Editor’s Note (10.19.09): Review score downgraded as it was a typo. Tim still wholeheartedly agrees with this review.
When special effects guru Rob Hall puts his name on a film, you bet it’d better deliver the sticky stuff. That’s why it came as such a shock to industry insiders when—in 2004—the monster maker made his writing and directing debut with the very personal and very dramatic coming-of-age thriller Lightning Bug. This time however—as you can imagine based on the box art and ad campaign—Hall is set to deliver a sanguinary river of gruesomeness to the gore-tastic shrieks of slasher-fanboys the world over.
In Hall’s Laid to Rest, supervillian Chrome Skull (Nick Principe) is a cold, calculating, ruthless and unstoppable murderer who has set his sights on one Miss (well, that’s the first twist…see we don’t even know the girls name). The Girl (played by Hall’s wife Bobbi Sue Luther) wakes up trapped in a coffin in the very first frames of the film. She has no idea where she is, or for that matter, who she is. But it’s only minutes before Chrome Skull appears and starts hacking and slashing his way toward her with a pretty massive blade. Making her way out of the funeral home, our heroine manages to find help in a truck driver named Tucker (Amusement’s Kevin Gage) and live-at-home man/child Steven (People Under the Stairs’ Sean Whalen). Now, the trio are all on the run from a black suit clad, black car driving psychopath that is decimating everyone in his wake.
Hall pulls out all the stops on what has got to be one of the most violent slasher films in decades—a virtual showcase for some amazing effects work, including severed heads, faces and serious stab wounds. Make no mistakes about it; if you’re looking for cutting edge (literally) brutality then look no further than Rob Hall and his team at Almost Human. These guys are killing it on screen (and the puns are getting crazy now!). I almost needed a shower after I was done watching every blood soaked frame of this film.
But Laid to Rest has a lot more going for it than a massive body count. In terms of story, Hall manages to pace the film pretty effectively making the production a—more or less—90-minute chase sequence. The film dishes out minor tidbits of storyline to help the viewer and The Girl piece together the back story of how she came to be lying in that coffin during the opening credits. If the film suffers at all, it’s only because it seems to set up and knock down its peripheral cast members a bit too easily. What I mean, is that running into our three leads in this films is a one way ticket to a quick and painful grave. To make the matter a bit more troublesome, most of those roles are filled with friends of Hall (like actor/writer Jonathan Scheach and Sarah Connor Chronicles duo Lena Headey and Thomas Dekker—Hall is the make-up effects creator on that show). So, when these assorted casts of characters appear, it often takes “in the know” viewers out of the film for a second—before Chrome Skull comes in and severs most of their major arteries.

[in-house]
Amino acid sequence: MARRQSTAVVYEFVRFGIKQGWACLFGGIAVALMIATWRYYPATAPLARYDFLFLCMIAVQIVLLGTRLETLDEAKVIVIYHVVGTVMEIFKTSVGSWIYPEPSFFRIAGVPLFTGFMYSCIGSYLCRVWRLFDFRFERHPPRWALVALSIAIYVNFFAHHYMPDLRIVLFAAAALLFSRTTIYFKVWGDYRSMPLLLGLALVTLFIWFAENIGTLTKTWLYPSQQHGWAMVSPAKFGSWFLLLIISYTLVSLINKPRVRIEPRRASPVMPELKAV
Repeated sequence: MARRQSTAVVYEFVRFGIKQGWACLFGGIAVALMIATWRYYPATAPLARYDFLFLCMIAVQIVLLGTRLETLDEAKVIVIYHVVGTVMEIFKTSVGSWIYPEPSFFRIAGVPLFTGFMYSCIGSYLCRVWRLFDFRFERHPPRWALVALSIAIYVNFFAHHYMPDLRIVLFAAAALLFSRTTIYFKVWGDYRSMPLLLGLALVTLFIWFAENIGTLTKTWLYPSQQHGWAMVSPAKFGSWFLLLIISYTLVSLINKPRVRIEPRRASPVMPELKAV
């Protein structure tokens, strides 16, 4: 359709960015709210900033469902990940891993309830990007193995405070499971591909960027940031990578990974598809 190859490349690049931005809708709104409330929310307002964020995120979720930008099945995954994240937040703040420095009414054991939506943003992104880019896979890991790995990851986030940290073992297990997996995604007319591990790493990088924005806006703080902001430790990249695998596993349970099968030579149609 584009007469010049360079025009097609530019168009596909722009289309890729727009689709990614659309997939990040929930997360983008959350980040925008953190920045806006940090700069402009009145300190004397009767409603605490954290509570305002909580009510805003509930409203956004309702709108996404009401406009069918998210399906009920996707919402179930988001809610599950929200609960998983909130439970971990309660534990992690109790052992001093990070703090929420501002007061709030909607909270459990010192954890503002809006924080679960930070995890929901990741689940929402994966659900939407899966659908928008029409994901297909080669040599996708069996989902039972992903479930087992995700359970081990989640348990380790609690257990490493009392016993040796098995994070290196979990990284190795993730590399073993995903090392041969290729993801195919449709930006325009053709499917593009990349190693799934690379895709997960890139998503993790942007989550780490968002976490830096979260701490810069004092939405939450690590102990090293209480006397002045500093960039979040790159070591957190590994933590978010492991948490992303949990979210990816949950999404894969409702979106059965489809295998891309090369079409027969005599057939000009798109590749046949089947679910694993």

Still, despite a few too many pop-up-celebrity appearances, the casting is without a doubt one of the major highlights of the production. Gage and Whalen are absolutely fantastic in their roles. For all his gruff and tough exterior Hall asks Gage to suffer most profoundly in this film, and the thespian is well up to the task. Whalen, who has made a career playing dorks of the highest degree (anyone who remembers his “Merkin ain’t jerking, he’s working” line from the teen rom-com Never Been Kissed can attest to that) still manages to portray a character that is decidedly on the other-side of normal, but he imbues that character with a serious sense of pathos that viewers can defiantly grasp on to. And, Bobbi Sue Luther—who also Produced—could have been asked to play a standard slasher film victim who does little more than pant, scream and fill out a tank top, instead she steals the show as one bad ass final girl who won’t stop fighting for a single second.
Laid to Rest, isn’t some new revisionist brand of slasher film designed to reinvent the bloody wheel of cinematic terror. It is however a film that goes above and beyond the call of duty in so many segments of its production value that it would be foolish not to see it as somewhat revolutionary. Hall manages not only to ramp the gore effects up to psychotic levels, he serves that up with an interesting story and a cast that can act circles around the usual brand of stock footage meat puppets that serve as little more than cannon fodder for our killer. On top of all that, Hall has created Chrome Skull a new and terrifying horror film icon to fill the heads, hearts and evil eyes of grinning, ghoulish fans fevered and twisted imaginations for decades to come! A killer we can fear and a cast we can care about…I can’t even remember the last time those two, seeming important details, fell alongside one another in the same movie. Hats off to you Mr. Hall, when can we expect the sequel?